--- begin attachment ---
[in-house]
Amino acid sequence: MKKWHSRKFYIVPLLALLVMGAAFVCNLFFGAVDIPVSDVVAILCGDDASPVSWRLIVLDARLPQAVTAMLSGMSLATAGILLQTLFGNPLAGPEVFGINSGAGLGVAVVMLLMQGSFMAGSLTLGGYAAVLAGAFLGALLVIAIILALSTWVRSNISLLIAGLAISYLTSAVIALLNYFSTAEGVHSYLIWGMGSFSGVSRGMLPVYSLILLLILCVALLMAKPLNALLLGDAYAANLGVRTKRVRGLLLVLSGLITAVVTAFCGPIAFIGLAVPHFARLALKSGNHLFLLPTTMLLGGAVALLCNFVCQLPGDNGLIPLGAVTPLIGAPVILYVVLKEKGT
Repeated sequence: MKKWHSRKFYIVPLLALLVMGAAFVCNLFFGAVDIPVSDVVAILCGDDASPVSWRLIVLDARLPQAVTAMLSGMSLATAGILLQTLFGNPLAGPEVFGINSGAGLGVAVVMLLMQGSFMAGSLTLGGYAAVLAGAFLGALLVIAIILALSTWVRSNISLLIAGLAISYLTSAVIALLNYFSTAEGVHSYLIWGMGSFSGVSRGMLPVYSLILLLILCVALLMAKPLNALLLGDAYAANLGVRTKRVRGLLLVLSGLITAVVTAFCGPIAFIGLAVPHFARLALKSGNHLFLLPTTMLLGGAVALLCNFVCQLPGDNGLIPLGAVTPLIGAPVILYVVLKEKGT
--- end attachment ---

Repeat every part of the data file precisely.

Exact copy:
[in-house]
Amino acid sequence: MKKWHSRKFYIVPLLALLVMGAAFVCNLFFGAVDIPVSDVVAILCGDDASPVSWRLIVLDARLPQAVTAMLSGMSLATAGILLQTLFGNPLAGPEVFGINSGAGLGVAVVMLLMQGSFMAGSLTLGGYAAVLAGAFLGALLVIAIILALSTWVRSNISLLIAGLAISYLTSAVIALLNYFSTAEGVHSYLIWGMGSFSGVSRGMLPVYSLILLLILCVALLMAKPLNALLLGDAYAANLGVRTKRVRGLLLVLSGLITAVVTAFCGPIAFIGLAVPHFARLALKSGNHLFLLPTTMLLGGAVALLCNFVCQLPGDNGLIPLGAVTPLIGAPVILYVVLKEKGT
Repeated sequence: MKKWHSRKFYIVPLLALLVMGAAFVCNLFFGAVDIPVSDVVAILCGDDASPVSWRLIVLDARLPQAVTAMLSGMSLATAGILLQTLFGNPLAGPEVFGINSGAGLGVAVVMLLMQGSFMAGSLTLGGYAAVLAGAFLGALLVIAIILALSTWVRSNISLLIAGLAISYLTSAVIALLNYFSTAEGVHSYLIWGMGSFSGVSRGMLPVYSLILLLILCVALLMAKPLNALLLGDAYAANLGVRTKRVRGLLLVLSGLITAVVTAFCGPIAFIGLAVPHFARLALKSGNHLFLLPTTMLLGGAVALLCNFVCQLPGDNGLIPLGAVTPLIGAPVILYVVLKEKGT